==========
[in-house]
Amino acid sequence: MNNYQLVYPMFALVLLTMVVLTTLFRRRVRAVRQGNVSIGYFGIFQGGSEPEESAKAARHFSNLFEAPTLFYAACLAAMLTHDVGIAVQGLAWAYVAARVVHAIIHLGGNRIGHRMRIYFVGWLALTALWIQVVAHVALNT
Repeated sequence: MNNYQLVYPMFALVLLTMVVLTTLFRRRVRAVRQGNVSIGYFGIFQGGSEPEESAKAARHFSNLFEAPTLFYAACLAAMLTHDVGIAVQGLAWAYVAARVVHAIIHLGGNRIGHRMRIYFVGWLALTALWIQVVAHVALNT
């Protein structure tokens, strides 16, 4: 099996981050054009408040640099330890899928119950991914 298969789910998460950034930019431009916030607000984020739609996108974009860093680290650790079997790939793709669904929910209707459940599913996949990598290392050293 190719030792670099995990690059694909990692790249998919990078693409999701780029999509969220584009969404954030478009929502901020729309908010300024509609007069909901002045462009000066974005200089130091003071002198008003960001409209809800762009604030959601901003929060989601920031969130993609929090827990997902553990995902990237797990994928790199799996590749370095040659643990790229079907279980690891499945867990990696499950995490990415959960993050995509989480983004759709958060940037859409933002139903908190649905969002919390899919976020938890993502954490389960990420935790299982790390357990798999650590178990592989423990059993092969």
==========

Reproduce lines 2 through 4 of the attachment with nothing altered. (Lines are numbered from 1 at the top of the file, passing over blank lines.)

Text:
Amino acid sequence: MNNYQLVYPMFALVLLTMVVLTTLFRRRVRAVRQGNVSIGYFGIFQGGSEPEESAKAARHFSNLFEAPTLFYAACLAAMLTHDVGIAVQGLAWAYVAARVVHAIIHLGGNRIGHRMRIYFVGWLALTALWIQVVAHVALNT
Repeated sequence: MNNYQLVYPMFALVLLTMVVLTTLFRRRVRAVRQGNVSIGYFGIFQGGSEPEESAKAARHFSNLFEAPTLFYAACLAAMLTHDVGIAVQGLAWAYVAARVVHAIIHLGGNRIGHRMRIYFVGWLALTALWIQVVAHVALNT
């Protein structure tokens, strides 16, 4: 099996981050054009408040640099330890899928119950991914 298969789910998460950034930019431009916030607000984020739609996108974009860093680290650790079997790939793709669904929910209707459940599913996949990598290392050293 190719030792670099995990690059694909990692790249998919990078693409999701780029999509969220584009969404954030478009929502901020729309908010300024509609007069909901002045462009000066974005200089130091003071002198008003960001409209809800762009604030959601901003929060989601920031969130993609929090827990997902553990995902990237797990994928790199799996590749370095040659643990790229079907279980690891499945867990990696499950995490990415959960993050995509989480983004759709958060940037859409933002139903908190649905969002919390899919976020938890993502954490389960990420935790299982790390357990798999650590178990592989423990059993092969």